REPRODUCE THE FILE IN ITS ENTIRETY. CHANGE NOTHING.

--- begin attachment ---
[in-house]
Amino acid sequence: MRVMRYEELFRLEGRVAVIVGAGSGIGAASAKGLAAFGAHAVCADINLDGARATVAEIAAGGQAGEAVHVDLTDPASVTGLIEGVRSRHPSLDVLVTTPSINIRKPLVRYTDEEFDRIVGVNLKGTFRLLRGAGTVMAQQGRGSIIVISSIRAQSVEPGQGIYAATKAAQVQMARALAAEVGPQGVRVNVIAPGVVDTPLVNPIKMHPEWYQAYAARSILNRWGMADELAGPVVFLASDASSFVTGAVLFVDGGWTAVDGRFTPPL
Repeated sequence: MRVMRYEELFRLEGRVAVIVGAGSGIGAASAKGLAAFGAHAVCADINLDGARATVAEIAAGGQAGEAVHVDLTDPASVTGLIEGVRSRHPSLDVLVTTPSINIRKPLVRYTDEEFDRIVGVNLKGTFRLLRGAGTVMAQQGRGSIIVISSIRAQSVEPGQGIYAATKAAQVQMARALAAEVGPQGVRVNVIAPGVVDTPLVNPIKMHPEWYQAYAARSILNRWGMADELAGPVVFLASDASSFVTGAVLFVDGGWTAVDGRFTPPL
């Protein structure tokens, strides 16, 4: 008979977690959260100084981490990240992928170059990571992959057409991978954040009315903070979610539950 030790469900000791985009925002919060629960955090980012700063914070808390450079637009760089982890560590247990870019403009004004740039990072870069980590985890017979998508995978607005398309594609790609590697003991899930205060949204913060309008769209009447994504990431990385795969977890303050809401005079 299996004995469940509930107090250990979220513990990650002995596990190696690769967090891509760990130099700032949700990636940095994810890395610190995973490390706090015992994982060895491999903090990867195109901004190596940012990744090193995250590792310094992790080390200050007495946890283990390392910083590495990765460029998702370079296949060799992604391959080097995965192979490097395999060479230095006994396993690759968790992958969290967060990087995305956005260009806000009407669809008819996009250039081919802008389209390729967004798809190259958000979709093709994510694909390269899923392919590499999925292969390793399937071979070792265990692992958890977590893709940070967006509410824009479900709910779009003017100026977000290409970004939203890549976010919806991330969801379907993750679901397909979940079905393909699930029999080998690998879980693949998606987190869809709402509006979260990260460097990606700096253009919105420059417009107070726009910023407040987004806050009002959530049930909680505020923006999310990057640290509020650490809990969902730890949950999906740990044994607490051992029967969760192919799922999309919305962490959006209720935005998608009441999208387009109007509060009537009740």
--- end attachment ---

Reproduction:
[in-house]
Amino acid sequence: MRVMRYEELFRLEGRVAVIVGAGSGIGAASAKGLAAFGAHAVCADINLDGARATVAEIAAGGQAGEAVHVDLTDPASVTGLIEGVRSRHPSLDVLVTTPSINIRKPLVRYTDEEFDRIVGVNLKGTFRLLRGAGTVMAQQGRGSIIVISSIRAQSVEPGQGIYAATKAAQVQMARALAAEVGPQGVRVNVIAPGVVDTPLVNPIKMHPEWYQAYAARSILNRWGMADELAGPVVFLASDASSFVTGAVLFVDGGWTAVDGRFTPPL
Repeated sequence: MRVMRYEELFRLEGRVAVIVGAGSGIGAASAKGLAAFGAHAVCADINLDGARATVAEIAAGGQAGEAVHVDLTDPASVTGLIEGVRSRHPSLDVLVTTPSINIRKPLVRYTDEEFDRIVGVNLKGTFRLLRGAGTVMAQQGRGSIIVISSIRAQSVEPGQGIYAATKAAQVQMARALAAEVGPQGVRVNVIAPGVVDTPLVNPIKMHPEWYQAYAARSILNRWGMADELAGPVVFLASDASSFVTGAVLFVDGGWTAVDGRFTPPL
């Protein structure tokens, strides 16, 4: 008979977690959260100084981490990240992928170059990571992959057409991978954040009315903070979610539950 030790469900000791985009925002919060629960955090980012700063914070808390450079637009760089982890560590247990870019403009004004740039990072870069980590985890017979998508995978607005398309594609790609590697003991899930205060949204913060309008769209009447994504990431990385795969977890303050809401005079 299996004995469940509930107090250990979220513990990650002995596990190696690769967090891509760990130099700032949700990636940095994810890395610190995973490390706090015992994982060895491999903090990867195109901004190596940012990744090193995250590792310094992790080390200050007495946890283990390392910083590495990765460029998702370079296949060799992604391959080097995965192979490097395999060479230095006994396993690759968790992958969290967060990087995305956005260009806000009407669809008819996009250039081919802008389209390729967004798809190259958000979709093709994510694909390269899923392919590499999925292969390793399937071979070792265990692992958890977590893709940070967006509410824009479900709910779009003017100026977000290409970004939203890549976010919806991330969801379907993750679901397909979940079905393909699930029999080998690998879980693949998606987190869809709402509006979260990260460097990606700096253009919105420059417009107070726009910023407040987004806050009002959530049930909680505020923006999310990057640290509020650490809990969902730890949950999906740990044994607490051992029967969760192919799922999309919305962490959006209720935005998608009441999208387009109007509060009537009740």